Madelynn Kaiser, 16, stood on a stage in California at the end of January full of joy for the winner of a prestigious ballet competition before realizing that the winning number being called was hers.
Kaiser has been dancing since just after she learned to walk. Her parents enrolled her in a Tippy Toes dance class when she was just 2 years old and by the time she turned 3 she was taking dance classes at the Northern Arizona University Community Music and Dance Academy.
On the weekend of January 22-22, Kaiser traveled with 12 other girls from the NAU dance academy to compete in the Royal Academy of Dance Challenge at Long Beach.
Dancers from 70 different countries had come to compete and there were 32 different dancers in the Level 4 section that Kaiser was competing in.
The weekend featured master classes in technique, with a focus on artistry, and rehearsals both in the studio and on the stage where the performances would take place on Saturday and then the competition on Sunday.
“On Sunday night I was super, super nervous. I was back stage with all of my friends and we were all encouraging each other. We are all so close.” Kaiser said of the competition.
“A couple of people went before me and then it was my turn. The music started and I just ran out on stage and had a good time.”
“I felt really good about my performance. After my individual piece I had an ensemble piece with three other dancers.”
“Then it came time for the awards. They called everyone in a line. When second place was called it was a girl I knew from another dance studio. They call the winners by their number and each girl has a number. I was number 31 but wasn’t thinking about my number just my level which is level 4. When the judge called number 31 I was super excited for that girl and then he said my name and I was completely shocked.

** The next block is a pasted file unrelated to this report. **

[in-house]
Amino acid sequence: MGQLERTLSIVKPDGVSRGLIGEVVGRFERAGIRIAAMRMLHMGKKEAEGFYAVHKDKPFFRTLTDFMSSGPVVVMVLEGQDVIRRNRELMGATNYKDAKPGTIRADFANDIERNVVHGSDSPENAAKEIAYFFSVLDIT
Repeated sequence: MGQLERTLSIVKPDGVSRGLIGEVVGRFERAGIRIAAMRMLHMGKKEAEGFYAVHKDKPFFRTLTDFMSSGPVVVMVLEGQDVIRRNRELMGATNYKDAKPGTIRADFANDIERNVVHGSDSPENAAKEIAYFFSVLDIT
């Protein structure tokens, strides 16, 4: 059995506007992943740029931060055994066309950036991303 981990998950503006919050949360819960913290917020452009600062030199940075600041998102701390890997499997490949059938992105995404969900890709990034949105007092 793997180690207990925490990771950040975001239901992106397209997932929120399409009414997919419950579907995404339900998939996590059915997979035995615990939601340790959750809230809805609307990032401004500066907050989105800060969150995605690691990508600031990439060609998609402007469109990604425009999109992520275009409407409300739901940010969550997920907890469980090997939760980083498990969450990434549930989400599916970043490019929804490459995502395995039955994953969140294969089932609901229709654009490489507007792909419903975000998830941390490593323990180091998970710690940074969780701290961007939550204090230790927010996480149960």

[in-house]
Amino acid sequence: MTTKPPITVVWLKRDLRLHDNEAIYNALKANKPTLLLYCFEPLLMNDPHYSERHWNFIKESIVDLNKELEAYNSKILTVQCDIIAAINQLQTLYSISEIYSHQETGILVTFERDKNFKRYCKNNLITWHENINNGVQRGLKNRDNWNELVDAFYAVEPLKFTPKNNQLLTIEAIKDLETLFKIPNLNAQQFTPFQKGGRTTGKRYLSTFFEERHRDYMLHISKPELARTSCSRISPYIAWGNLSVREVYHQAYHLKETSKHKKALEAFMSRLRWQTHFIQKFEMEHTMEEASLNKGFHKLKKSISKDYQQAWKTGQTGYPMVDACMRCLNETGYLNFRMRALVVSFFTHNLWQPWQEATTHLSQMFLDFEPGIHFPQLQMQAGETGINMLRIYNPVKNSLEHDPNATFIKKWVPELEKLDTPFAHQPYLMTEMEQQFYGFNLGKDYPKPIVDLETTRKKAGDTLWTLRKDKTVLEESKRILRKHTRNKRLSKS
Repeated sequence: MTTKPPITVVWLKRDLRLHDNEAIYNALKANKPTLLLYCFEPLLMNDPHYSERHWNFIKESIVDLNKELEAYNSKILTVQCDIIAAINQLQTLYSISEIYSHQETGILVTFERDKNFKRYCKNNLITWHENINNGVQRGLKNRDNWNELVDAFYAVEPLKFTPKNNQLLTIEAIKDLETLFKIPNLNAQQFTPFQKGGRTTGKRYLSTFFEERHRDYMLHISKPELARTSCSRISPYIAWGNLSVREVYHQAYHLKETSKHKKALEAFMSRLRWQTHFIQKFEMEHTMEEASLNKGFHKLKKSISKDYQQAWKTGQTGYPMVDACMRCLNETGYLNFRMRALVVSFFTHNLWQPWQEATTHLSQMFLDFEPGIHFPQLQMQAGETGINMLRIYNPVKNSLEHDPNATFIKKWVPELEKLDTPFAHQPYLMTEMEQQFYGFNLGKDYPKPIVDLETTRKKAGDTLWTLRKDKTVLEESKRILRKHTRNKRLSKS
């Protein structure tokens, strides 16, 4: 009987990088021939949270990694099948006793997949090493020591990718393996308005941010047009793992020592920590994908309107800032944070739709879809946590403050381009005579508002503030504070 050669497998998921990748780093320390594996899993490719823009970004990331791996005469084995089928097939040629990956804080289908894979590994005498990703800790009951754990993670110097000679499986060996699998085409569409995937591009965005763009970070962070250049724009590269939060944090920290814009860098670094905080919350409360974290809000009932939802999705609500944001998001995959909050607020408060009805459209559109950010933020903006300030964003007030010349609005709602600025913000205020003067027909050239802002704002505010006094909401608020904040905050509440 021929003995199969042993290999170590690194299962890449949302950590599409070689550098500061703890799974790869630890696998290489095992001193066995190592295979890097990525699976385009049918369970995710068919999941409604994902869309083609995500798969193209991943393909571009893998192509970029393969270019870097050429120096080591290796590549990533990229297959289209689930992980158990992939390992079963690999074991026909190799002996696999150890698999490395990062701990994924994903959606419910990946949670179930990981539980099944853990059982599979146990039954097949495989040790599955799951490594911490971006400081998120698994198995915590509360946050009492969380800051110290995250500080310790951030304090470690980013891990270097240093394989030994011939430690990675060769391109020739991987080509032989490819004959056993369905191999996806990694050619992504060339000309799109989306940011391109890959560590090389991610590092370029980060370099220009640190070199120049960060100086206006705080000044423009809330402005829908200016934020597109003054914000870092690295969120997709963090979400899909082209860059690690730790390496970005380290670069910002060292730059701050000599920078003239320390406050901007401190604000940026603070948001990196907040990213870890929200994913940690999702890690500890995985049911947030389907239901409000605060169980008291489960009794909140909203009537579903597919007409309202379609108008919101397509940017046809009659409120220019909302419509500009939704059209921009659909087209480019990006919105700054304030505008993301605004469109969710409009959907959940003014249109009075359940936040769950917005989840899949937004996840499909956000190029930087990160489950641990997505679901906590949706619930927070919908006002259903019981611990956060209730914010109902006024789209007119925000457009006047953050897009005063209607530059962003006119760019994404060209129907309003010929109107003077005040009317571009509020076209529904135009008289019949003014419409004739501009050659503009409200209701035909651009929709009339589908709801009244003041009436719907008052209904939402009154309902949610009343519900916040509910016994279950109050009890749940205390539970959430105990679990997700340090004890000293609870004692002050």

I was so excited I just wasn’t expecting it.” Kaiser said.
The first place was the first time a dancer from the NAU Community Music and Dance Academy had ever placed at the event.
“She works very hard as a dancer and is now really focusing on the technical aspects of her dancing,” said Andrew Needhammer, the dance and ballet coordinator at the NAU Academy. “Maddie has always been a great performer but now she is really stepping up the technicality and strength required to be a professional dancer.” Needhammer said.
“She has always been a joy to teach because she works so hard and she has that thing that you can’t teach a dancer, which is the performance aspect and the projection.” Needhammer said.
When asked what was next for his student, Needhammer said, “I’m hoping that she will go to the Genee International Ballet Competition. It is held in different countries around the world each year and in the past I have taken dancers to New Zealand, London and Glasgow. Usually just one or two dancers qualify each year by taking the Advanced 2 Royal Academy of Dance Exam and passing with a certain score.”
As for Kaiser, she is excited for the future and to continue dancing with her friends.
“Part of it was for myself and I was so proud, but then bringing that award back to the studio was great as I was able to share it with everyone.” Kaiser said.
“I was hoping that bringing that home would encourage more of our girls to go out and dance in competitions.”